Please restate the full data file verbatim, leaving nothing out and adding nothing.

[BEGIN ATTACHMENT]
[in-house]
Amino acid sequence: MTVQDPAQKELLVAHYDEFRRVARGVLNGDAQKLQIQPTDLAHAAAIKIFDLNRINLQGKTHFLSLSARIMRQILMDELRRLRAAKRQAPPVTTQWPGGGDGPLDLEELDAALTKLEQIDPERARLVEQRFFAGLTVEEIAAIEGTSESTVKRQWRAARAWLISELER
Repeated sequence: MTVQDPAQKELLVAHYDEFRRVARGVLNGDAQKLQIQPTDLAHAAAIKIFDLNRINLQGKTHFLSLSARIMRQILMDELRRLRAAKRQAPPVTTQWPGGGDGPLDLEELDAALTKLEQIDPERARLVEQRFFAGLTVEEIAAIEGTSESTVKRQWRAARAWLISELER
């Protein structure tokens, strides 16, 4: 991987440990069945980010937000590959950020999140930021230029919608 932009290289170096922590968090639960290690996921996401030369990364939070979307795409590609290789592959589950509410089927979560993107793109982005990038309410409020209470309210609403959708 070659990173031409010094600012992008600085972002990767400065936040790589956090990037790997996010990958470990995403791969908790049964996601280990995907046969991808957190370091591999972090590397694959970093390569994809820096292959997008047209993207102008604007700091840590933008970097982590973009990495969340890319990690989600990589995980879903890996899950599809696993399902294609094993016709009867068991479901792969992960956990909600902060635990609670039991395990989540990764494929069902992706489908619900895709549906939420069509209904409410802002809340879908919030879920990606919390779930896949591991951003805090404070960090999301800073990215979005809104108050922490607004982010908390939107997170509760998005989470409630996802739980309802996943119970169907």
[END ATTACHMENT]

[in-house]
Amino acid sequence: MTVQDPAQKELLVAHYDEFRRVARGVLNGDAQKLQIQPTDLAHAAAIKIFDLNRINLQGKTHFLSLSARIMRQILMDELRRLRAAKRQAPPVTTQWPGGGDGPLDLEELDAALTKLEQIDPERARLVEQRFFAGLTVEEIAAIEGTSESTVKRQWRAARAWLISELER
Repeated sequence: MTVQDPAQKELLVAHYDEFRRVARGVLNGDAQKLQIQPTDLAHAAAIKIFDLNRINLQGKTHFLSLSARIMRQILMDELRRLRAAKRQAPPVTTQWPGGGDGPLDLEELDAALTKLEQIDPERARLVEQRFFAGLTVEEIAAIEGTSESTVKRQWRAARAWLISELER
């Protein structure tokens, strides 16, 4: 991987440990069945980010937000590959950020999140930021230029919608 932009290289170096922590968090639960290690996921996401030369990364939070979307795409590609290789592959589950509410089927979560993107793109982005990038309410409020209470309210609403959708 070659990173031409010094600012992008600085972002990767400065936040790589956090990037790997996010990958470990995403791969908790049964996601280990995907046969991808957190370091591999972090590397694959970093390569994809820096292959997008047209993207102008604007700091840590933008970097982590973009990495969340890319990690989600990589995980879903890996899950599809696993399902294609094993016709009867068991479901792969992960956990909600902060635990609670039991395990989540990764494929069902992706489908619900895709549906939420069509209904409410802002809340879908919030879920990606919390779930896949591991951003805090404070960090999301800073990215979005809104108050922490607004982010908390939107997170509760998005989470409630996802739980309802996943119970169907």